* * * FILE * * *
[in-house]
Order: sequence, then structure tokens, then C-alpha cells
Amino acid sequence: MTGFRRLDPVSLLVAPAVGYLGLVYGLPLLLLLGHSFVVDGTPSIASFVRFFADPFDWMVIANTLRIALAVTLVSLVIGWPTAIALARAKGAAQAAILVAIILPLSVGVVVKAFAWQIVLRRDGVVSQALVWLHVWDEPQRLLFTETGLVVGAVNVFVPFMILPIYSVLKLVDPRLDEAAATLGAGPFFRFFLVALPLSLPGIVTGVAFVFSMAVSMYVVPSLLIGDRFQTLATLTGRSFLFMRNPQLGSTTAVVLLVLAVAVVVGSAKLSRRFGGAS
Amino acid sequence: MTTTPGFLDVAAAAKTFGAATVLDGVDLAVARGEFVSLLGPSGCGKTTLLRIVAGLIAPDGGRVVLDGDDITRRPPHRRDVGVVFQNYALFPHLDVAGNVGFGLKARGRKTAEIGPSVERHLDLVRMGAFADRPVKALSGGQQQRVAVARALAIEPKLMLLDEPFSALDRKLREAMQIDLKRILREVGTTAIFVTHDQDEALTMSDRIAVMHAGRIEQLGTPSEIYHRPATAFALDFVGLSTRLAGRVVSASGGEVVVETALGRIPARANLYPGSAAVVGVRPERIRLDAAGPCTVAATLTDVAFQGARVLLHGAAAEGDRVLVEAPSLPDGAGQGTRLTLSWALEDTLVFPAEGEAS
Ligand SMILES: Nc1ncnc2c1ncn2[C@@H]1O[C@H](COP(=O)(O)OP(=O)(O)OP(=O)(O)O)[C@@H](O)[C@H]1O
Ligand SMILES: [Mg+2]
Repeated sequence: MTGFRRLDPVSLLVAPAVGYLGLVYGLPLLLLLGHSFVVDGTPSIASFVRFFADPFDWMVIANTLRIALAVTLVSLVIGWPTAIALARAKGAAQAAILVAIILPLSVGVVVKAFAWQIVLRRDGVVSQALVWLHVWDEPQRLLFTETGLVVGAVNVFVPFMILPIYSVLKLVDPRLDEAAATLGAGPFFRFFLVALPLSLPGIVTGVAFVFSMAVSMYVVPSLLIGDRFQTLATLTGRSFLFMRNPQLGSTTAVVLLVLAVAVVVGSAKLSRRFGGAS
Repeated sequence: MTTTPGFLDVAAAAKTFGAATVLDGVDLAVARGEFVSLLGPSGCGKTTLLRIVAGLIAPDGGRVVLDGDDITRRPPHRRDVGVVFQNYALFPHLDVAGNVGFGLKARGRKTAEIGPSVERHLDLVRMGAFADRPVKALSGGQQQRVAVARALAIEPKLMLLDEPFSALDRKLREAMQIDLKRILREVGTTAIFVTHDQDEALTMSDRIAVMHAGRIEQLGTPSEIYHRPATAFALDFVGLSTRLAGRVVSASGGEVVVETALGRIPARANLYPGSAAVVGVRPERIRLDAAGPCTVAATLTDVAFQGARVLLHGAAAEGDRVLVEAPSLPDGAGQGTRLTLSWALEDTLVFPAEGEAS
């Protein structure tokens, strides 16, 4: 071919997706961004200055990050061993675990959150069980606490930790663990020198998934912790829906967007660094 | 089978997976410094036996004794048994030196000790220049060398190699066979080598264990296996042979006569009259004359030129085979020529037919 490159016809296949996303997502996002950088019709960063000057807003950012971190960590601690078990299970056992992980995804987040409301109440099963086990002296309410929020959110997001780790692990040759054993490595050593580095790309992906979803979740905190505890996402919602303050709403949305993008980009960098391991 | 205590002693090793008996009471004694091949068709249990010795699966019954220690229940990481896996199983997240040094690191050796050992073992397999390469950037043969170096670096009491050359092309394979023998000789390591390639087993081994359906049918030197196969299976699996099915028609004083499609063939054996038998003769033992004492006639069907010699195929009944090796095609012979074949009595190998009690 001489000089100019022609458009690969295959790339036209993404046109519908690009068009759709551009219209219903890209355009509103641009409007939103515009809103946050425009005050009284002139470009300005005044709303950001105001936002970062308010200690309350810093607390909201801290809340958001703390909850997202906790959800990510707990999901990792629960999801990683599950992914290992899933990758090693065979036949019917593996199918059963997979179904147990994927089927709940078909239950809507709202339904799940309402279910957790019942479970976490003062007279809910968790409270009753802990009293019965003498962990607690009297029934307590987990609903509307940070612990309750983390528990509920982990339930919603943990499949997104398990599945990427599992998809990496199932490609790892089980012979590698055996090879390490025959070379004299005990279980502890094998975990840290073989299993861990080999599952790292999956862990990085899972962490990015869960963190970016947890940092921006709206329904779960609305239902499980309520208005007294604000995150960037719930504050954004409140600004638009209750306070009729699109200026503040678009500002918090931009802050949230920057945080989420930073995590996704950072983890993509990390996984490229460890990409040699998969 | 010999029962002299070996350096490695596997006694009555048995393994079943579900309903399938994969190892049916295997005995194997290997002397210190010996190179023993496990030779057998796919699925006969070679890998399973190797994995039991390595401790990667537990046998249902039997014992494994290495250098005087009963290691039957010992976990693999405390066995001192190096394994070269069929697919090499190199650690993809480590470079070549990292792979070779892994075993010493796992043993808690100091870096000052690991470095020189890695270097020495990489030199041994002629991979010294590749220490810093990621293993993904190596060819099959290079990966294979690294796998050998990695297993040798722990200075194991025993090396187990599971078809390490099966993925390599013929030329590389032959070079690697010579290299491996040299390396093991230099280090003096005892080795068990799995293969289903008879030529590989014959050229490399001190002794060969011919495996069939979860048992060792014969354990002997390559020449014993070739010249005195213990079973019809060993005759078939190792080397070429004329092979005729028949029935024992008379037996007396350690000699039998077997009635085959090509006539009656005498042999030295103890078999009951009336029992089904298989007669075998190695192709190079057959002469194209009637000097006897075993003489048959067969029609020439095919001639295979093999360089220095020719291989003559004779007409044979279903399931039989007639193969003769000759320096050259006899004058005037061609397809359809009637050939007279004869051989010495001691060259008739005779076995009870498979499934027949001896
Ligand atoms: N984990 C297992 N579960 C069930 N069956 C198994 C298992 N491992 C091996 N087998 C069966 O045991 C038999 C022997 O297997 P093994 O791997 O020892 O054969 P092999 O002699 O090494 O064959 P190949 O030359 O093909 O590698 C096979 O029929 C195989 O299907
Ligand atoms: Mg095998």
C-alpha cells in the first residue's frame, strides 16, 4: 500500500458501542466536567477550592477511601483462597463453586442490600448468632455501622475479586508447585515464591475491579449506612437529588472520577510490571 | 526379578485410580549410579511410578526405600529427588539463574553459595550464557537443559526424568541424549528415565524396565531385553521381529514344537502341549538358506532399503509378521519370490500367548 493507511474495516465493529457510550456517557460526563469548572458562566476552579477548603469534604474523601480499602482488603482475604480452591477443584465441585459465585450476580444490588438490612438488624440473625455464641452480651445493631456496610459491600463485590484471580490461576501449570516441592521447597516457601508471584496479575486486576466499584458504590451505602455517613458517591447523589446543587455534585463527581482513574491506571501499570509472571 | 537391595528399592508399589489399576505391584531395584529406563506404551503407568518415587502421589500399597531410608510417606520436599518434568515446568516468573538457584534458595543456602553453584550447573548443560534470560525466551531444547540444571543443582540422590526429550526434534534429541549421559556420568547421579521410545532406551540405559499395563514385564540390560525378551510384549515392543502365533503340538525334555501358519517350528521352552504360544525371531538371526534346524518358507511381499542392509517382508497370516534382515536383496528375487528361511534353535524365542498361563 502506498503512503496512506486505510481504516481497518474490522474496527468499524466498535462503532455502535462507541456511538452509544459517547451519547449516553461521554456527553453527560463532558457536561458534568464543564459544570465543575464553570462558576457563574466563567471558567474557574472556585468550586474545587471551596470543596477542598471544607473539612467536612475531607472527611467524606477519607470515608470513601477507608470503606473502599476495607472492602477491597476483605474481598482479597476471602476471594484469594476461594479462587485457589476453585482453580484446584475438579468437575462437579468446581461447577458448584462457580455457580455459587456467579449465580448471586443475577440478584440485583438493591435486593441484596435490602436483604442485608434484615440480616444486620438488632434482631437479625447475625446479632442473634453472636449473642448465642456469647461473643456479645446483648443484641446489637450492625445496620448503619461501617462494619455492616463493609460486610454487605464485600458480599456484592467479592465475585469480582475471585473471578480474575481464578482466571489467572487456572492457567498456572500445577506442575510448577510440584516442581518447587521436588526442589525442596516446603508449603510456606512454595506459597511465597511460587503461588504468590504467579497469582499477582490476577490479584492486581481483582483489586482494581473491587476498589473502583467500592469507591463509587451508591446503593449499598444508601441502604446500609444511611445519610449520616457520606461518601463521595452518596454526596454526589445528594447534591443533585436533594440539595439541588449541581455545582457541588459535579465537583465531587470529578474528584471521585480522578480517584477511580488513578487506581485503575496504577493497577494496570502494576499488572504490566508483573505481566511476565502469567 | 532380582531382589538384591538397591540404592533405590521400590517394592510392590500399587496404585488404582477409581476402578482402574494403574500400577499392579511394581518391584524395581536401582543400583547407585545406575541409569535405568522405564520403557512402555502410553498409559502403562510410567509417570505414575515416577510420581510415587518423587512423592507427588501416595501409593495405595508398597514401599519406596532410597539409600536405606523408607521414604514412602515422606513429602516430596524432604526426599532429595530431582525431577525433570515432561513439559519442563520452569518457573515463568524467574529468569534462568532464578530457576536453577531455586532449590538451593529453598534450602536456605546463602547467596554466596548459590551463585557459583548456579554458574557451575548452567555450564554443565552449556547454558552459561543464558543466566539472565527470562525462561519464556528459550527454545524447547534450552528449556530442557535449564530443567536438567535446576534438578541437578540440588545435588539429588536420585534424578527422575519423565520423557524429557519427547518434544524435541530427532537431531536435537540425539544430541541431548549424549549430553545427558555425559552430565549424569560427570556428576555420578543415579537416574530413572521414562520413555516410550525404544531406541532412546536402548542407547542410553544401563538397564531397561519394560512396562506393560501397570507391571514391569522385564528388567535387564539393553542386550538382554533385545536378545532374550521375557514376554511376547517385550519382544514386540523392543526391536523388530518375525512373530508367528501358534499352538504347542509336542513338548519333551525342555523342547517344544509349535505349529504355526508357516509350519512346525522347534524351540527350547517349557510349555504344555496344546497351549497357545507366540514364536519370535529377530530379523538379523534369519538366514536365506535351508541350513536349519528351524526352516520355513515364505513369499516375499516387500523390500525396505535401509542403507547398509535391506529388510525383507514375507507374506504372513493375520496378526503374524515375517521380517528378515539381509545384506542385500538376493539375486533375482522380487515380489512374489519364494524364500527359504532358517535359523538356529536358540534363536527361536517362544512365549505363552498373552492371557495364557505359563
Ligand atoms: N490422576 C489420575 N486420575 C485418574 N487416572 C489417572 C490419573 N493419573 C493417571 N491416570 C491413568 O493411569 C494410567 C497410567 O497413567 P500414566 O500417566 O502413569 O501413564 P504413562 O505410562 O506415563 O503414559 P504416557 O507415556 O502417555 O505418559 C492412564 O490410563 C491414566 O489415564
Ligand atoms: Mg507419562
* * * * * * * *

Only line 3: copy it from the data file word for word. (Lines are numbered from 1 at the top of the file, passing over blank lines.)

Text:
Amino acid sequence: MTGFRRLDPVSLLVAPAVGYLGLVYGLPLLLLLGHSFVVDGTPSIASFVRFFADPFDWMVIANTLRIALAVTLVSLVIGWPTAIALARAKGAAQAAILVAIILPLSVGVVVKAFAWQIVLRRDGVVSQALVWLHVWDEPQRLLFTETGLVVGAVNVFVPFMILPIYSVLKLVDPRLDEAAATLGAGPFFRFFLVALPLSLPGIVTGVAFVFSMAVSMYVVPSLLIGDRFQTLATLTGRSFLFMRNPQLGSTTAVVLLVLAVAVVVGSAKLSRRFGGAS